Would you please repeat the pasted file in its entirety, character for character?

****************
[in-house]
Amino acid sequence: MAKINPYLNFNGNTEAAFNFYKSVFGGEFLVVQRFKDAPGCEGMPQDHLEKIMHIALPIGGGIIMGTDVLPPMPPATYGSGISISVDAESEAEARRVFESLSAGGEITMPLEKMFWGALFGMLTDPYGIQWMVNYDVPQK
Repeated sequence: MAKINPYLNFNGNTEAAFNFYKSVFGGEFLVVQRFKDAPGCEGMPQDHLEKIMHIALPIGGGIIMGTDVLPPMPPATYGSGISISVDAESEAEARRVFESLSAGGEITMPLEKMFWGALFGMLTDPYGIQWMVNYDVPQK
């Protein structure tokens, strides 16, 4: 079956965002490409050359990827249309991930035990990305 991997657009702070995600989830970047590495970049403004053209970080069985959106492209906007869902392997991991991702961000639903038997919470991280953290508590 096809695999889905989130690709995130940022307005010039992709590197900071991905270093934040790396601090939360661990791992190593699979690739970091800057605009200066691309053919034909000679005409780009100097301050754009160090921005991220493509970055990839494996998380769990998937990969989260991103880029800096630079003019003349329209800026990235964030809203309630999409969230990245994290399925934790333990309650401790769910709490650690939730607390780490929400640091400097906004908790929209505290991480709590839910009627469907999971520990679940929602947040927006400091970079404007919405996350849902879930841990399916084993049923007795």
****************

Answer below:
[in-house]
Amino acid sequence: MAKINPYLNFNGNTEAAFNFYKSVFGGEFLVVQRFKDAPGCEGMPQDHLEKIMHIALPIGGGIIMGTDVLPPMPPATYGSGISISVDAESEAEARRVFESLSAGGEITMPLEKMFWGALFGMLTDPYGIQWMVNYDVPQK
Repeated sequence: MAKINPYLNFNGNTEAAFNFYKSVFGGEFLVVQRFKDAPGCEGMPQDHLEKIMHIALPIGGGIIMGTDVLPPMPPATYGSGISISVDAESEAEARRVFESLSAGGEITMPLEKMFWGALFGMLTDPYGIQWMVNYDVPQK
């Protein structure tokens, strides 16, 4: 079956965002490409050359990827249309991930035990990305 991997657009702070995600989830970047590495970049403004053209970080069985959106492209906007869902392997991991991702961000639903038997919470991280953290508590 096809695999889905989130690709995130940022307005010039992709590197900071991905270093934040790396601090939360661990791992190593699979690739970091800057605009200066691309053919034909000679005409780009100097301050754009160090921005991220493509970055990839494996998380769990998937990969989260991103880029800096630079003019003349329209800026990235964030809203309630999409969230990245994290399925934790333990309650401790769910709490650690939730607390780490929400640091400097906004908790929209505290991480709590839910009627469907999971520990679940929602947040927006400091970079404007919405996350849902879930841990399916084993049923007795």